The notion of government has always gone hand in hand with questions regarding its legitimacy. The idea of creating a parallel between the decision-making structures of the State and those of the company in order to highlight the tension between our democratic principles and the subordination endured by employees is not new. As early as the 1830s, a socialist slogan whose purpose was to destroy the “new feudalism” that was being established in factories urged people to “bring the Republic down into the workshop.” [3] This idea was also taken up by the social Catholics of the Le Sillon movement in the late 19th century, which stated that it was not possible to “have the republic in society while the monarchy remains in the company.” [4]

In his critique of Anderson’s book, Abraham Singer wonders whether the uberisation of the workplace and the rise of the gig economy have rendered wage labour language and the idea of a monarchy in the workplace obsolete. Nevertheless, contracts between platforms and “self-employed collaborators” probably give companies more power over workers than traditional wage relations, particularly by putting different partners in competition with one another. [5] This is especially true considering that these new jobs do not provide the social or legal guarantees that come with traditional salaried jobs. [6] In addition, for the moment the platform economy and self-employed labour are statistically marginal: in France, for example, only 1 worker in 10 is not a salaried employee. The vast number of examples cited by Anderson illustrates the fact that wage labour and abuses of power are still a reality in the 21st century: in companies in the United States, employees are subjected to undignified working conditions that actually undermine their physical well-being.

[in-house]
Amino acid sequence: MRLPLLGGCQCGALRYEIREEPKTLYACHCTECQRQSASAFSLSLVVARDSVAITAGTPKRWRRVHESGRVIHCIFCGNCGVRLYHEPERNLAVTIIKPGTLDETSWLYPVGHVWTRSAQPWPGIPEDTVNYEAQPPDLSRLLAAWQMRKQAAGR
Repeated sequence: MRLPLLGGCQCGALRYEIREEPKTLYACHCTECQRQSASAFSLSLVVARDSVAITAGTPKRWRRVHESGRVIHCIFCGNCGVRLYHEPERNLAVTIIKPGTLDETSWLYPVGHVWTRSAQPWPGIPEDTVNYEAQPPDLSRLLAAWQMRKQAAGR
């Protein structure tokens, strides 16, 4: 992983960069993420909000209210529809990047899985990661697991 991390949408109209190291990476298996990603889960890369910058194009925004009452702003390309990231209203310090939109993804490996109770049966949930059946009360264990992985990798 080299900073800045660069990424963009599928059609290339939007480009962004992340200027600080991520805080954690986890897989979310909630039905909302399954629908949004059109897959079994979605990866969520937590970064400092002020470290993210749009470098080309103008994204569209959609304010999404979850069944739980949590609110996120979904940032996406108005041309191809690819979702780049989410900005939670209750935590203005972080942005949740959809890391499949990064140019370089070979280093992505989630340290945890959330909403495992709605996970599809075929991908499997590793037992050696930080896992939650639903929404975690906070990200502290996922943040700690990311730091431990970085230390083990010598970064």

Over the course of the book, Elizabeth Anderson proves that without regulation, private property rights, particularly in the working world, become a breeding ground for hierarchies of every kind. Readers in Western Europe will certainly agree, and will also welcome the fact that their country has already chosen the path Anderson is calling for the United States to follow, and will wonder how it is possible that poultry workers’ right to use the bathroom once in an eight-hour shift can be questioned under any existing principle. And yet the same readers will no doubt be surprised that this scathing argument against companies’ “dictatorial” power ends... with a eulogy of the “German codetermination model” (p. 70). For those who know that a growing number of German researchers have expressed alarm over the increasing precariousness of workers in their country, and have drawn attention to the emergence of a new kind of conflict between social partners, [7] the end of Elizabeth Anderson’s lectures leaves much to be desired. Do the worrying workplace conditions that she describes not merit more radical counter-measures? Her proposals – facilitating exit, regulating labour relations under proper rule of law, providing employees with subjective rights, and amplifying their voice within companies through participatory mechanisms – are disappointing due to both their vagueness and their tentativeness.